A few weeks ago, fivecentnickel.com had a post explaining how consumers can use dedicated savings account to create their own extended warranty for electronics and other large purchases. The basic point of the post is that companies make money off of warranties, which means consumers lose money. Instead of buying the $100 warranty for your new tv, put that money in a dedicated savings account. If you do this with all your purchases, when one breaks, you'll easily have enough money saved up to cover it. This way you can pocket the profit that electronics stores make off the warranties.
This exact same principal can be used with insurance. If you're trying to decide between a high or low deductible plan, why not get the best of both worlds? Let's say the high deductible plan is $100/month and the low deductible is $250/month. You can go with the high deductible option, but act like you're paying the $250/month premium. But instead of giving that extra $150 to the insurance company, put that money in a special savings account (or better yet, an HSA).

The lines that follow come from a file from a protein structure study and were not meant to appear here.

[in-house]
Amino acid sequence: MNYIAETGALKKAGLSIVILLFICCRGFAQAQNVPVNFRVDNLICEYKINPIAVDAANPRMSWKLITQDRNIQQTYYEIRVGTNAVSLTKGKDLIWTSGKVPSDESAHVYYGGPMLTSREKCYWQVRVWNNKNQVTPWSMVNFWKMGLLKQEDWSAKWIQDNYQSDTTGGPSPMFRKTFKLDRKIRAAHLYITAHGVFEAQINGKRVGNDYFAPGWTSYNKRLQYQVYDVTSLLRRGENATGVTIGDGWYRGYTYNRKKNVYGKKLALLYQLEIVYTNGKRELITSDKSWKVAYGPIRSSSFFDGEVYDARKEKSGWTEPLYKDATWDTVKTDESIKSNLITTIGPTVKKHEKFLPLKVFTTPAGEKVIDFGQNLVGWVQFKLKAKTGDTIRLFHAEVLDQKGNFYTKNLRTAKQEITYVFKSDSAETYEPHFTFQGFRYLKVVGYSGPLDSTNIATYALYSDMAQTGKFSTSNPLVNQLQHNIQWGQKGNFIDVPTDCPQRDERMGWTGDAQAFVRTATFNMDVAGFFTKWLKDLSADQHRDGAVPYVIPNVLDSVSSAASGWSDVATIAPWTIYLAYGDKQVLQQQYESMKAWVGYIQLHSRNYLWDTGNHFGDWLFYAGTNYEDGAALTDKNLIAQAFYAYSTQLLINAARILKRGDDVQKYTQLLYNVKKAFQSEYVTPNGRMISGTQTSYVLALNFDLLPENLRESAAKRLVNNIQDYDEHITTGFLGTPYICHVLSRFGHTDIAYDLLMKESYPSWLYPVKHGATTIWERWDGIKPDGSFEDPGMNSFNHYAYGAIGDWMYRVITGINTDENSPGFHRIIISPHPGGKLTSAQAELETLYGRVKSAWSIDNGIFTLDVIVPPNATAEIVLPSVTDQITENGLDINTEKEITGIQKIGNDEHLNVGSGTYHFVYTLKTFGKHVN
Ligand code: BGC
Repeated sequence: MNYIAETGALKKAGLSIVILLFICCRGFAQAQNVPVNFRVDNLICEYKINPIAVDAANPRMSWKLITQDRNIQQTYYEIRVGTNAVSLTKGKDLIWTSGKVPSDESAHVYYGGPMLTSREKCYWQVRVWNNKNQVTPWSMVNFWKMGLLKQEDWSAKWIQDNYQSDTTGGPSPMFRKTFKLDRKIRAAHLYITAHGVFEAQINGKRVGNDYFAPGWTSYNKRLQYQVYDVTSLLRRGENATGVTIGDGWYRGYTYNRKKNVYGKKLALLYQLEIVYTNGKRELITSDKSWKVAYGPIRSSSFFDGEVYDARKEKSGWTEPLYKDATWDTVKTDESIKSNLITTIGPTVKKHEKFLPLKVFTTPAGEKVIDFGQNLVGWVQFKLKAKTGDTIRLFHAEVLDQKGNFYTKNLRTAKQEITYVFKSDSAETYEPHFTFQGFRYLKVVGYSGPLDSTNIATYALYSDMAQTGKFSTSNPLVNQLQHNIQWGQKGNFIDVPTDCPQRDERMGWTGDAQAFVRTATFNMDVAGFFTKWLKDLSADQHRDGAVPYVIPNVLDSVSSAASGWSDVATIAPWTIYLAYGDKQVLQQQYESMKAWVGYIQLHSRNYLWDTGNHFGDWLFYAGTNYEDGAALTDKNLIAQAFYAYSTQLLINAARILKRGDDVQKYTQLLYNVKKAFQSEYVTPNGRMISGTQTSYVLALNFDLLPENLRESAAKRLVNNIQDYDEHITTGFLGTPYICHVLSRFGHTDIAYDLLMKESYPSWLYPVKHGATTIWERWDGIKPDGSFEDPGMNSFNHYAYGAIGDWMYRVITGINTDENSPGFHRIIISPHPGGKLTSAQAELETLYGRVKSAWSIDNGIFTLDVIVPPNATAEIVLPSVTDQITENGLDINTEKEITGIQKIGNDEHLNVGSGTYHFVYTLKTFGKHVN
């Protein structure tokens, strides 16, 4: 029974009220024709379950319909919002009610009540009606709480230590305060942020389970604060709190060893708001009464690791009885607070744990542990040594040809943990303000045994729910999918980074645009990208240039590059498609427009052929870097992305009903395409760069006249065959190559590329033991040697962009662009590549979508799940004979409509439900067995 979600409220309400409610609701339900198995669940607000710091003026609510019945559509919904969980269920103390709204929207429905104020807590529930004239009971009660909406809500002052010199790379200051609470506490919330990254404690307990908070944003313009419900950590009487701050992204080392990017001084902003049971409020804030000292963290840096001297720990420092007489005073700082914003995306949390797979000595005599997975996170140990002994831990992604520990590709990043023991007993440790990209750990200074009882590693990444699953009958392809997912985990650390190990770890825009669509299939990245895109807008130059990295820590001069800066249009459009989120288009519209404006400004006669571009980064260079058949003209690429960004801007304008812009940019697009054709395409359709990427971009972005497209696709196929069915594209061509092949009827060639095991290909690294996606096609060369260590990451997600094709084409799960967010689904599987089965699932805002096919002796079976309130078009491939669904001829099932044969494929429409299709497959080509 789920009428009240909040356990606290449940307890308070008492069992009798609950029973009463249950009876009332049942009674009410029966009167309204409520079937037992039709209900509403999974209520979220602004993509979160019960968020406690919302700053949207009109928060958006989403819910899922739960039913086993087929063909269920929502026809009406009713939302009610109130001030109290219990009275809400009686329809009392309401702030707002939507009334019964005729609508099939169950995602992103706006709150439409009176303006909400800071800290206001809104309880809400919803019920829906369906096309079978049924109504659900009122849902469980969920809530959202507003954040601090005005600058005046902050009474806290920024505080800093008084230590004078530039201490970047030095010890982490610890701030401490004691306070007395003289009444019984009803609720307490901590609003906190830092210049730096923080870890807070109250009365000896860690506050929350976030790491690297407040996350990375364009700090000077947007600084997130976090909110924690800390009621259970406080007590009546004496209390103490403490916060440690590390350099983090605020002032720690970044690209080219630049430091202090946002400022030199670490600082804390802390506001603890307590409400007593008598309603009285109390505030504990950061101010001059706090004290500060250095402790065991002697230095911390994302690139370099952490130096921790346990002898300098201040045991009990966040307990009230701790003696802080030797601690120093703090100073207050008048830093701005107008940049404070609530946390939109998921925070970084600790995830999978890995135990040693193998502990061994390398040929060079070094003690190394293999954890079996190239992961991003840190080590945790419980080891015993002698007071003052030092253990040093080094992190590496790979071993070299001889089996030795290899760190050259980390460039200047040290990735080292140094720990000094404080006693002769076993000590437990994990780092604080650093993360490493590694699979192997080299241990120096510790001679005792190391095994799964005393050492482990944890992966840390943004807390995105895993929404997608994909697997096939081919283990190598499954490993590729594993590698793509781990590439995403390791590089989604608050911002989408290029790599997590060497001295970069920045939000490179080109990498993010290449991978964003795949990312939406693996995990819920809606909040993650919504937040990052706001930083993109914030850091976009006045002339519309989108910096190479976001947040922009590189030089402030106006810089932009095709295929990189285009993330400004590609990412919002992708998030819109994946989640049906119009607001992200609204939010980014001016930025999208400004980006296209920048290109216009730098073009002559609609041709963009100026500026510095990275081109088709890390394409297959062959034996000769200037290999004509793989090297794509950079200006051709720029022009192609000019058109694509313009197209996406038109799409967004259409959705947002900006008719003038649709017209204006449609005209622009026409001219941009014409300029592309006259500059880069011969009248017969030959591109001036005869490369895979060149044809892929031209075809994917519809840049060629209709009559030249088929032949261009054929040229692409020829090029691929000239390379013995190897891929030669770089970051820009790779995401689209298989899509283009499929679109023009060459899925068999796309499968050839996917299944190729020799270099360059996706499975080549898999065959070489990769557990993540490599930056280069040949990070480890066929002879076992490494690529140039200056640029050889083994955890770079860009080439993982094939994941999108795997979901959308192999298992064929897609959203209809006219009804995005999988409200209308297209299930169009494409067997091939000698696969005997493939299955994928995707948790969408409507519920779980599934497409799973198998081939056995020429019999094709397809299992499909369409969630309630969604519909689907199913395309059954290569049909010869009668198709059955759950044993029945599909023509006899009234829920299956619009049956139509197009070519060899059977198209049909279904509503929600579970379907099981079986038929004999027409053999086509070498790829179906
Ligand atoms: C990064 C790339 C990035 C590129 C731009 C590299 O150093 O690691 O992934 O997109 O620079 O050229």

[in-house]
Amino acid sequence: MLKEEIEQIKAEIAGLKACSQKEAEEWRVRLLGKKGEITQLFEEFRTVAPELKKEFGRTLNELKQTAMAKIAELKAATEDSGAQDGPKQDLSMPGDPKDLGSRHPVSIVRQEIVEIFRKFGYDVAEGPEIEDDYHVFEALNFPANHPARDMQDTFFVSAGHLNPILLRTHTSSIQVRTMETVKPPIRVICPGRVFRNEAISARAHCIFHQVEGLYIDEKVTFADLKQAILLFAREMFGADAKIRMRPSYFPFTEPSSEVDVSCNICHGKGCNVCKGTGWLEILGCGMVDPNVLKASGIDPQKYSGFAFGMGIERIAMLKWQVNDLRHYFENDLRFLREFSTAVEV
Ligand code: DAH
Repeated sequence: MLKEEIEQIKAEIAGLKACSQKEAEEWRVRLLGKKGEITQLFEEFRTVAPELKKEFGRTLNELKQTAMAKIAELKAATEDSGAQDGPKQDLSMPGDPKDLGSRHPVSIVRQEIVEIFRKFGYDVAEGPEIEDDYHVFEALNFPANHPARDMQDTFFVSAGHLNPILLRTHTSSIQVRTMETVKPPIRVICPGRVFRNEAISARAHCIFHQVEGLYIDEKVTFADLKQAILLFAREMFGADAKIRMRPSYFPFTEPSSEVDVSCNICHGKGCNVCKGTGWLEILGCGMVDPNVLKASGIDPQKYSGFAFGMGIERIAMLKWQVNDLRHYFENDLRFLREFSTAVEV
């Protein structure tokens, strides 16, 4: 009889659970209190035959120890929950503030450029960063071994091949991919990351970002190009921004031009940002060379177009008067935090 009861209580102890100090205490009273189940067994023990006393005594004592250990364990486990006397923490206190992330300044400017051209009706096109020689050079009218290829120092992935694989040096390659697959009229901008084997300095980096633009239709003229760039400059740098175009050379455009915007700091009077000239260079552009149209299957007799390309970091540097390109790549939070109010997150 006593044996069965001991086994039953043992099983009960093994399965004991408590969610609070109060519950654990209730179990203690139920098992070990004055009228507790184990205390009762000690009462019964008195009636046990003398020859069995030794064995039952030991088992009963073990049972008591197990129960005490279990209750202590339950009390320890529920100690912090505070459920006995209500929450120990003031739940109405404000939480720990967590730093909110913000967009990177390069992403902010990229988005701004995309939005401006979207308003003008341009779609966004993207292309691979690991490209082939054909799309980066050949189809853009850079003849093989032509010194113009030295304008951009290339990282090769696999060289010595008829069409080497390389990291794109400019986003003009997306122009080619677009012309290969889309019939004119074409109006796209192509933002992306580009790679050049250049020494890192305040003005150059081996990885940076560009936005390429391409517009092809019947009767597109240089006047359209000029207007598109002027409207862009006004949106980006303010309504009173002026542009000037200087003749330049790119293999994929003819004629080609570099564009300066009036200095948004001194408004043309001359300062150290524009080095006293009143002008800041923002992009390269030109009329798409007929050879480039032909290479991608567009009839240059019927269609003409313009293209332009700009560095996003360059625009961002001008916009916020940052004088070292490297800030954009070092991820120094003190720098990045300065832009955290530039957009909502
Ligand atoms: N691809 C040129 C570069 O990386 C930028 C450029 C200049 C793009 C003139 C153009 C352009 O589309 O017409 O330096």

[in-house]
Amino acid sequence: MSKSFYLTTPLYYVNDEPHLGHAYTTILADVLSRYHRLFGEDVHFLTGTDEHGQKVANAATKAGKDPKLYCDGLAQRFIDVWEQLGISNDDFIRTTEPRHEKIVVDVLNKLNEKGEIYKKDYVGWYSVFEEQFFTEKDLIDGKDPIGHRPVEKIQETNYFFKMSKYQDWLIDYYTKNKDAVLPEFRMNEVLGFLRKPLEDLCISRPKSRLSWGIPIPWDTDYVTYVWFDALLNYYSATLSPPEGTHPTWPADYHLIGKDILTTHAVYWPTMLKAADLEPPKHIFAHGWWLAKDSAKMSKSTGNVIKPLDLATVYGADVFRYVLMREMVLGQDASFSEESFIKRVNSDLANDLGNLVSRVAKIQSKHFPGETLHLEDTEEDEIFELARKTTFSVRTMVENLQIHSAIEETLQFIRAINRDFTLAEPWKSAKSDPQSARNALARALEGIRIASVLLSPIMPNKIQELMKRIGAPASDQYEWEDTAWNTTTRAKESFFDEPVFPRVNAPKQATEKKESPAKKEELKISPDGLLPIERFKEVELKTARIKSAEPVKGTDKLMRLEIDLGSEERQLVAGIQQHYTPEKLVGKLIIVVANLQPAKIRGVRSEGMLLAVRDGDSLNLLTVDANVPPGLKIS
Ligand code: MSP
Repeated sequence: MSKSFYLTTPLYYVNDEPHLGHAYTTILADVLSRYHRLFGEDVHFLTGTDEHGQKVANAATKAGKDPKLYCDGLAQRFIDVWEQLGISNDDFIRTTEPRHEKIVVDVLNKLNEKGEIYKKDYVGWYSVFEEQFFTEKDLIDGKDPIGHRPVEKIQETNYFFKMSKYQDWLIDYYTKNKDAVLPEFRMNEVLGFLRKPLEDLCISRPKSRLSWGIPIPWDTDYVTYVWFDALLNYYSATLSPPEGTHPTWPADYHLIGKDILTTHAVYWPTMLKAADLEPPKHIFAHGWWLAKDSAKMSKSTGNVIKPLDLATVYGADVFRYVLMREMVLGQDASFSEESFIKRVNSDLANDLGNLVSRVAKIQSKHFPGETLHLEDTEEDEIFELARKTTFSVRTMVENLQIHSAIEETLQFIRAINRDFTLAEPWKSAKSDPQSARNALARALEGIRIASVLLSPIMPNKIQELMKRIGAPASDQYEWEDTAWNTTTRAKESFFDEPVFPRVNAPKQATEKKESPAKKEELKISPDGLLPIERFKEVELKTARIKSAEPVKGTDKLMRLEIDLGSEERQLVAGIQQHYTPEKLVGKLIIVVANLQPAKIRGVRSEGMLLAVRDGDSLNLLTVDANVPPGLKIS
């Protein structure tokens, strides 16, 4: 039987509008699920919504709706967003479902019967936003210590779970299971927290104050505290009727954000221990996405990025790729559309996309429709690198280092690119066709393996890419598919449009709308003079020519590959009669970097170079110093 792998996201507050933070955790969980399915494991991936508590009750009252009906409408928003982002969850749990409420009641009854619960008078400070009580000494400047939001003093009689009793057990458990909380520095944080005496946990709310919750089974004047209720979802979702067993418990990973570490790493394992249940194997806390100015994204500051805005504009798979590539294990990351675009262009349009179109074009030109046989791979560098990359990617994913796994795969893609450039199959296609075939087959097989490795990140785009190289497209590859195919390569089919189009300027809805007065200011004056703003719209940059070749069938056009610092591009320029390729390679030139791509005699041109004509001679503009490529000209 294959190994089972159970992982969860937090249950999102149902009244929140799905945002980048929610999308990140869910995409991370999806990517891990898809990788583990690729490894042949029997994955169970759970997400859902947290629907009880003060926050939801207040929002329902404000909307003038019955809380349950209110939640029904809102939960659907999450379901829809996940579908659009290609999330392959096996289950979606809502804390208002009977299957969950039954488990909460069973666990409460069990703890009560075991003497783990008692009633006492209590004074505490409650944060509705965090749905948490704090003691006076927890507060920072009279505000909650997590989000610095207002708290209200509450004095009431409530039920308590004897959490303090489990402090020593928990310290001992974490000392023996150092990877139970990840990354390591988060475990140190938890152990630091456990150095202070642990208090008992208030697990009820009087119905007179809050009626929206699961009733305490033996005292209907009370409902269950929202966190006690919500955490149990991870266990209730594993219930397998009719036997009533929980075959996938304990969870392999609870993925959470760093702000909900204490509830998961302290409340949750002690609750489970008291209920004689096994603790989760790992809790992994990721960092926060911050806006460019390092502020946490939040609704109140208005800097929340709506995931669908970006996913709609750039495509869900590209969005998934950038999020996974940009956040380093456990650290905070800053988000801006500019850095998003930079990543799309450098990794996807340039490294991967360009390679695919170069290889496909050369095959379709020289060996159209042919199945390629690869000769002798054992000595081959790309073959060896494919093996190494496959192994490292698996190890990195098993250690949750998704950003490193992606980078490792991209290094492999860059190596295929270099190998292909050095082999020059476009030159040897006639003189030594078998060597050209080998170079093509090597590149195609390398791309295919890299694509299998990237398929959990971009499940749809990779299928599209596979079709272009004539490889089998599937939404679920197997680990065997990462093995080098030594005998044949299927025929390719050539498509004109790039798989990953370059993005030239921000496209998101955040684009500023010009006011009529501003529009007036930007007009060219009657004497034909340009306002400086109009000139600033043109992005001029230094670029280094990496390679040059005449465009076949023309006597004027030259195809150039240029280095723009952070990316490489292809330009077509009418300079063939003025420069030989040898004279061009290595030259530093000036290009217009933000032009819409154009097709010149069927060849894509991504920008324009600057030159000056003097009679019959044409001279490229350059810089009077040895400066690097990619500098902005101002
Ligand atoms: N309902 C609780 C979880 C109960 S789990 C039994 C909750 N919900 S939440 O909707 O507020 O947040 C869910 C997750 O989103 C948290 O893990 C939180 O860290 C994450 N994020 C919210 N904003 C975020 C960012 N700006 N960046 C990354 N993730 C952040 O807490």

At the end of the first year, you'll have $1,800 saved in that account. That's almost certainly enough money to cover whatever expenses you incurred above the lower deductible. This is what we mean when we talk about "Self-insuring". By saving the difference in deductible, you're giving yourself a nice financial buffer so the added risk of the higher deductible isn't actually a threat to you.
The best part is, once you save up enough extra money to cover the entire deductible, you can start keeping all the additional savings. In the example I gave, that means that you'd be saving $150/month and you wouldn't be accepting any more risk than you would with the low deductible (once you have saved enough).